We proposed a method for ultra-high group index slow light with high optical buffering performance based on photonic crystal waveguide coupled with a cavity. By introducing cavity analogous to rhombus shape in photonic crystal waveguide center, slow light properties and buffering performance are studied. Numerical results through plane-wave expansion method and model field distribution through finite-difference time domain method show that both the rhombus cavity radii and some discriminatory rods around rhombus cavity have a plentiful effect on slow light properties and buffering fulfillment. By adjusting the cavity rod radii, we obtained high group index of 5163 with buffering bit length L<sub>bit</sub> about 17.968 μm and delay time T<sub>s</sub> reaching to 51.967 ps through the waveguide-cavity length of 3.02 μm. Moreover, low group velocity dispersion can be achieved, with governable positive and negative values. To regulate the optimal parameters to increase the group index and demonstrate the delay time performance, some discriminatory rods around rhombus cavity are adjusted in the upper and lower edges confronting each other in the waveguide, and ultra-high group index as exceedingly large as 22350 is obtained that is extremely higher than previous studies. Simultaneously, the corresponding buffer bit length Lbit and delay time Ts reach respectively to 25.8279 μm and 225.7783 ps through the waveguide-cavity length of 3.0306 μm. We designed a simple structure but a more generalized that may contribute a requisite theoretical basis for potential industrial applications in the storage capacity properties of high group index for optical buffering and optical communication systems.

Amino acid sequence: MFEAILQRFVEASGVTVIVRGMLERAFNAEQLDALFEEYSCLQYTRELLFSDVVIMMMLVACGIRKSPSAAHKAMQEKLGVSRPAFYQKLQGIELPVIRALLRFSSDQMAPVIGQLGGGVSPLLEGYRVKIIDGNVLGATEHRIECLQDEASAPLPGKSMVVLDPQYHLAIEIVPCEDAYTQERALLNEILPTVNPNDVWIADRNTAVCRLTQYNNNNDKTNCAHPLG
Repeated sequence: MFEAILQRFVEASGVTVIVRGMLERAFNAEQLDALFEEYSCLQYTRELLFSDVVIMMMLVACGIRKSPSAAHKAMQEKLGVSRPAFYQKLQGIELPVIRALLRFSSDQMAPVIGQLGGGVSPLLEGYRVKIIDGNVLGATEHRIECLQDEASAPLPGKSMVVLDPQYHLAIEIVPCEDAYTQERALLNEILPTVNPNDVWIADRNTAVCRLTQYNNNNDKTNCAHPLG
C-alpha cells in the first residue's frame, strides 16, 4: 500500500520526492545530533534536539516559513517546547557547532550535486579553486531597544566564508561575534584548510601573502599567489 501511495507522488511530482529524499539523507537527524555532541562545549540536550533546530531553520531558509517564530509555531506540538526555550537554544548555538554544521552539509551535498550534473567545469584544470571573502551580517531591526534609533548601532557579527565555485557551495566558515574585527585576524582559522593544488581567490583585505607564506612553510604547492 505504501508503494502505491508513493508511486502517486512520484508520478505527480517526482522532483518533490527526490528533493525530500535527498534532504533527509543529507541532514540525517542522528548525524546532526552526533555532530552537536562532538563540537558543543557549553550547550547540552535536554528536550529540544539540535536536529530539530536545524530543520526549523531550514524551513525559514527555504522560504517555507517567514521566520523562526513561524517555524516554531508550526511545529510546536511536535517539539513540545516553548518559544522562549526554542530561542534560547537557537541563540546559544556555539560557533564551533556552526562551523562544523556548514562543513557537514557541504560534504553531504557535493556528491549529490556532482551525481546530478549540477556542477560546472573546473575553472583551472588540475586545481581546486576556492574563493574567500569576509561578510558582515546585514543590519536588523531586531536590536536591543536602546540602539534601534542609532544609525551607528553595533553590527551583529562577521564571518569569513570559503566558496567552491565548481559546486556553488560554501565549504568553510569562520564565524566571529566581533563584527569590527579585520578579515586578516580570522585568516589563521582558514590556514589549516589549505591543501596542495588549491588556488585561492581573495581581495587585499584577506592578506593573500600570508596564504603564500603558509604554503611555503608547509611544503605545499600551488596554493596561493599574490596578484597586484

In this work an innovative and low cost optical chemical sensor, based on surface plasmon resonance in plastic optical fiber, is presented and experimentally tested for the detection and analysis of trinitrotoluene (TNT). The fabricated optical chemical sensor was realized removing the cladding of a plastic optical fiber along half the circumference, spin coating on the exposed core a buffer of Microposit S1813 photoresist, and finally sputtering a thin gold film. A Molecularly Imprinted Polymer (MIP) film was deposited on the thin gold film for the selective detection of TNT. It has been found that the sensor recognizes trinitrotoluene, since the SPR signal is affected by the presence of TNT in the polymer, while with a slow response kinetics, probably due to the thickness of the polymeric layer.